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Thakowbbery 02-23-2008 10:42 AM

Remote performance monitor
 
Greetings

Can anyone give me some tips on a program for performance monitoring linux machines? Need the usual: CPU, memory, disk I/O, disk buffer, swap, network.
But I also need history reports, or graphics.
Ill start running some tests with Ganglia. Hope it helps me out.

Well, thanks in advance for the attention.

Lepakko 02-23-2008 11:00 AM

MRTG is what you need.

Thakowbbery 02-24-2008 12:35 AM

Quote:

Originally Posted by Lepakko (Post 3067255)
MRTG is what you need.

But I though MRTG was only intended for network traffic.

btmiller 02-24-2008 01:16 AM

MRTG can monitor just about anything via SNMP. I also like Ganglia for this task. There are a couple other solutions (some free and some not) if you Google for Linux performance monitoring or the like.

farslayer 02-24-2008 01:20 AM

MRTG can graph anything you can query via snmp.. so everything you listed and more.

Other options to look at if you want more features and automated notification: Zenoss, Nagios, OpenNMS, jffnms
http://tcsa.org/monitoring/

Lepakko 02-24-2008 04:06 AM

From the MRTG web site:

"Routers are only the beginning. MRTG is being used to graph all sorts of network devices as well as everything else from weather data to vending machines."

I have MRTG running on my server, where it logs things like memory usage, disk space and uptime (in addition to the standard logs, i.e. traffic and such). The Perl scripts to do the logging are fairly easy to find on the Internet, or write yourself.

predatorz 02-24-2008 04:38 AM

Perhaps you can take a look at Zabbix?
www.zabbix.com

Thakowbbery 02-24-2008 07:44 PM

Quote:

Originally Posted by predatorz (Post 3067966)
Perhaps you can take a look at Zabbix?
www.zabbix.com



Well people, thanks for the tips.
I'm already running my tests, and guess I'll have my candidate elected pretty soon.

Thakowbbery 02-25-2008 11:48 AM

Hum...
I decided on MRTG since I need to generate those reports asap.
The problem is: MRTG only checks the data every 5 minutes, and if I try to run it every minute, it seems to be no changes at all to the graphs (in this case, Im talking about CPU checks).
Anything I can do to make it work every minute?

farslayer 02-25-2008 11:56 AM

From the mrtg mail list..
Quote:

Note that unless you are using rrdtool you can not set Interval to less than 5 minutes.

If you are using rrdtool you can set interval down to 1 minute.

Note though, setting the Interval for an rrdtool/mrtg setup will influence the initial creation of the database. If you change the interval later, all existing databases will remain at the resolution they were initially created with.
https://lists.oetiker.ch/pipermail/m...er/031973.html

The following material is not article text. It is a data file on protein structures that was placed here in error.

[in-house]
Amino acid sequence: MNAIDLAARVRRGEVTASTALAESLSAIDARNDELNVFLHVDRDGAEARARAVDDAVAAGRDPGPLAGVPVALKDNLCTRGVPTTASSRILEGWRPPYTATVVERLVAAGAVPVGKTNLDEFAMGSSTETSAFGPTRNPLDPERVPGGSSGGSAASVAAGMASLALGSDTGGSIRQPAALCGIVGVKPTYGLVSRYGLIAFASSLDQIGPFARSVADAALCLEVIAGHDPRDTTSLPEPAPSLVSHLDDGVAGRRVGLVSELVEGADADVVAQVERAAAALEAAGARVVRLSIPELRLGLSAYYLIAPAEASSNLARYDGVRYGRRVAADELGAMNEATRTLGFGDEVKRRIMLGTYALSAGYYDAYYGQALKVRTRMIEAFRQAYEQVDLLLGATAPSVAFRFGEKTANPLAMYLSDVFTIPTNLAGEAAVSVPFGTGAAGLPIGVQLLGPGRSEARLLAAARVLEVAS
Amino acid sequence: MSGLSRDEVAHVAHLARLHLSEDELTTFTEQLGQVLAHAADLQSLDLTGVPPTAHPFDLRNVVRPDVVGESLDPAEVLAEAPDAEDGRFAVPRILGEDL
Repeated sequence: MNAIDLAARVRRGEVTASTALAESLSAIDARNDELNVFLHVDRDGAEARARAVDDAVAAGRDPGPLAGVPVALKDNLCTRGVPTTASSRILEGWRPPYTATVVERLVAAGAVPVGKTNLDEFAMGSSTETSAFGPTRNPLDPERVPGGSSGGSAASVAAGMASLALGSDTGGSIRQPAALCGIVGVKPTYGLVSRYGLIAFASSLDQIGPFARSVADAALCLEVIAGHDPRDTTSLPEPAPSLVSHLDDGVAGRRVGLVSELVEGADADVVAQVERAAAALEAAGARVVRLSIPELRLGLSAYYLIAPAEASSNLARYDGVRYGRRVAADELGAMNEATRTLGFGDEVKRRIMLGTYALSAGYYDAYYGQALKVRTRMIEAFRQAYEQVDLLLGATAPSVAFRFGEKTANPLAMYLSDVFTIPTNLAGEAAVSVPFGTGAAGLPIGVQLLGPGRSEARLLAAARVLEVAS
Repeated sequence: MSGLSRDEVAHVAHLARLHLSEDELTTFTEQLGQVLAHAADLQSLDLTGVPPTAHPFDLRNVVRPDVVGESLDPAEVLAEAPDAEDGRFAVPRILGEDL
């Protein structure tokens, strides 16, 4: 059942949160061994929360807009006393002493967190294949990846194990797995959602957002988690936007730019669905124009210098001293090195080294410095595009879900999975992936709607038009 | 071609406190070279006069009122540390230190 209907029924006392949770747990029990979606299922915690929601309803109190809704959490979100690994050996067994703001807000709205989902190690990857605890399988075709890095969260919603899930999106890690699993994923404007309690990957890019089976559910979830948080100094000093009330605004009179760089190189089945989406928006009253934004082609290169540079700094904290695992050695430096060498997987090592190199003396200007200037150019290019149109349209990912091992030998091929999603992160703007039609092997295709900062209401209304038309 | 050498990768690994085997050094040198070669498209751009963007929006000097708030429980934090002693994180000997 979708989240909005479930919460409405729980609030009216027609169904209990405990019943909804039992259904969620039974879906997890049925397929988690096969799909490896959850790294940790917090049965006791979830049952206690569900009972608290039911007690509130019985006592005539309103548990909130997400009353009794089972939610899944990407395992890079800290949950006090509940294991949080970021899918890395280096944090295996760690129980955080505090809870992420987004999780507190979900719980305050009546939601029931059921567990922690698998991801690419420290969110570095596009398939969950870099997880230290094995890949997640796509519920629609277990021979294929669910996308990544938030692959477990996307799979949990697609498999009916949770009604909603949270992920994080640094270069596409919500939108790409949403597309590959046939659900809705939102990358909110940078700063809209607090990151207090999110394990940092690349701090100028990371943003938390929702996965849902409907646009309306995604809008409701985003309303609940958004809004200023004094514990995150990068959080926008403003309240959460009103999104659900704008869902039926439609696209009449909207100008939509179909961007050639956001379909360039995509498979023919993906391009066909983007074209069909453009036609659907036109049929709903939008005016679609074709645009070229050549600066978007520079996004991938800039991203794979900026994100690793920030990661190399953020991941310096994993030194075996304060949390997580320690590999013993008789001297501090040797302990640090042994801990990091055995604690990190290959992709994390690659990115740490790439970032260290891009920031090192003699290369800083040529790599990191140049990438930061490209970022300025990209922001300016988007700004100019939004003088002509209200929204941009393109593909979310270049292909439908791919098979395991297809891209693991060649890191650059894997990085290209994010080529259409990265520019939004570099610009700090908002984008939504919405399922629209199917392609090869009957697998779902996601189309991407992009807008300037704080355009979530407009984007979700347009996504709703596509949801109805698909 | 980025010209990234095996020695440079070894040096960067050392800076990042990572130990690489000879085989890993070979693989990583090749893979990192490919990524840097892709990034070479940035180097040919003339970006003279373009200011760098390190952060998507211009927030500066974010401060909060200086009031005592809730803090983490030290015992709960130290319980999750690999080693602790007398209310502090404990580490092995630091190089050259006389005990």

http://www.mail-archive.com/mrtg@lis.../msg28967.html


And from the MRTG Docs..
http://lebos.org/mrtg/mrtg/doc/mrtg-reference.en.html
Quote:

Interval

How often do you call mrtg? The default is 5 minutes. If you call it less often, you should specify it here. This does two things:

* The generated HTML page contains the right information about the calling interval ...
* A META header in the generated HTML page will instruct caches about the time-to-live of this page .....

In this example, we tell mrtg that we will be calling it every 10 minutes. If you are calling mrtg every 5 minutes, you can leave this line commented out.

Example:

Interval: 10

Note that unless you are using rrdtool you can not set Interval to less than 5 minutes. If you are using rrdtool you can set interval in the format

Interval: MM[:SS]

Down to 1 second. Note though, setting the Interval for an rrdtool/mrtg setup will influence the initial creation of the database. If you change the interval later, all existing databases will remain at the resolution they were initially created with. Also note that you must make sure that your mrtg-rrd Web-frontend can deal with this kind of Interval setting.

markseger 06-11-2009 06:55 AM

I realize this post is a little late, but I have issues with centralized monitoring for several reasons:
- it doesn't scale, at least not to 100s or 1000s of systems
- if there's a network problem you lose the data you most need
- monitoring interval over a minute aren't worth the bother for diagnostic purposes

I had open sourced collectl several years ago after using it internally and with HPC customers systemes for several years before then so it has been road tested and pretty stable. It's always been able to export its data over a socket to a remote application but recently I added support for it to send data directly to a ganglia gmond for Pacific Northwest National Labs to use for monitoring their 2300 node cluster! This gives them the ability to collect data at the rate of one sample every 10 seconds on each machine but only send a subset and at a lower rate to ganglia. However they don't write it to rrd because they'd overwhelm it and only use ganglia as the transport to get the data to their own presentation engine.

The reason I mention this is that as more people try to use collectl with ganglia it will help solidify the interface between the two.

btw - HP recently started a blog on High Performance Clusters to which I've added some further discussion on HCP monitoring in case anyone is interested. see: http://www.communities.hp.com/online...e/default.aspx

-mark


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